8 out of 10
The rulebook for this game is pretty good. It’s only 10 pages long and has lots of pictures throughout the book. All the different card types, tiles and mats are explained fairly well. That said, the book is a bit haphazard. Thankfully it’s not that big so looking things up while playing isn’t that big of a deal. It just might take a minute or two to find what you’re looking for. There is some bold text and red lettering here and there but I don’t feel as if it was used well enough to distinguish between some concepts. Don’t get me wrong, it’s not bad. It’s just a little bit difficult to use as a reference. Reading through you get a pretty good feel for the game and shouldn’t have a lot of difficulty with the actual gameplay. Overall, it gets the job done.
8 out of 10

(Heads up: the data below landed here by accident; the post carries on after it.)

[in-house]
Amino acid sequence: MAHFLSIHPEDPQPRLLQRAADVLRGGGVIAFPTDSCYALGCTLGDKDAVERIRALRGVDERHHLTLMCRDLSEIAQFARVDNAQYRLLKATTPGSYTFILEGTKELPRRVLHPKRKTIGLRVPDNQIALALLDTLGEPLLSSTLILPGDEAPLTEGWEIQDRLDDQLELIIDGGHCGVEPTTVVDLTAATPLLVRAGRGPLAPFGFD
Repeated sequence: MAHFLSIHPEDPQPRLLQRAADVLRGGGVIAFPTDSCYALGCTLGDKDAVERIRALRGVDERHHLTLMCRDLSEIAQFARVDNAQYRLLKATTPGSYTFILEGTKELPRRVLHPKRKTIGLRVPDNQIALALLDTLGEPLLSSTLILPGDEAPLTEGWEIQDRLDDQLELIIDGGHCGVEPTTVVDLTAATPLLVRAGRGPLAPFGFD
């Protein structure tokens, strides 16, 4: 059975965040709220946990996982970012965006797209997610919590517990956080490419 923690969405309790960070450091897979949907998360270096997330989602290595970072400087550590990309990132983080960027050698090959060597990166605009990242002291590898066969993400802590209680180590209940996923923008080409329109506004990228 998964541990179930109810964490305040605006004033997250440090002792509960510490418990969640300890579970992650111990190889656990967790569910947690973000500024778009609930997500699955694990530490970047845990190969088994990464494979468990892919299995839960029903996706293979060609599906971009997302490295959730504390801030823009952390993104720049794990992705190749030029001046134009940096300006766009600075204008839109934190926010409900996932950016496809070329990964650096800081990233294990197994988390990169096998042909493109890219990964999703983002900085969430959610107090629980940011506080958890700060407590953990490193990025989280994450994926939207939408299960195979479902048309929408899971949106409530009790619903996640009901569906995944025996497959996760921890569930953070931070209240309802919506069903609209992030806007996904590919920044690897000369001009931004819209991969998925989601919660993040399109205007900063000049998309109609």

This is a fairly unique and interesting game. It’s definitely different than most of the games that I’ve played. In some ways it reminds me of the old Japanese team robot animes from back when. For the heroes the game is all about building up your suit to be able to take on the villain and denying him those precious energy cubes. The villain player on the other hand has 2 ways of achieving victory and can turn his attention to what suits his play style the best or whichever path seems to be easier at the moment. I really like how the game really allows the players to customize their character to make them the best they can possibly be. I like how the different components allow the players to amp up their abilities throughout the game. I also really like the variability of the board setup. Each time you play you’ll end up with a completely different board based on the choices that the players make when placing tiles. I also like that each hero player board has special abilities that are unique to just them so that it matters which hero you choose. Normally all the player mats would be the same without any changes. I like that the designer decided to change that and put a bit of flavor to each one. I really think this one works well at what it tried to achieve. Fans of anime or shows like the Power Rangers or other such should enjoy the battling and customizing aspects of this game. This is one that I’d recommend checking out. Overall, I’m really intrigued by the game and enjoy it rather well.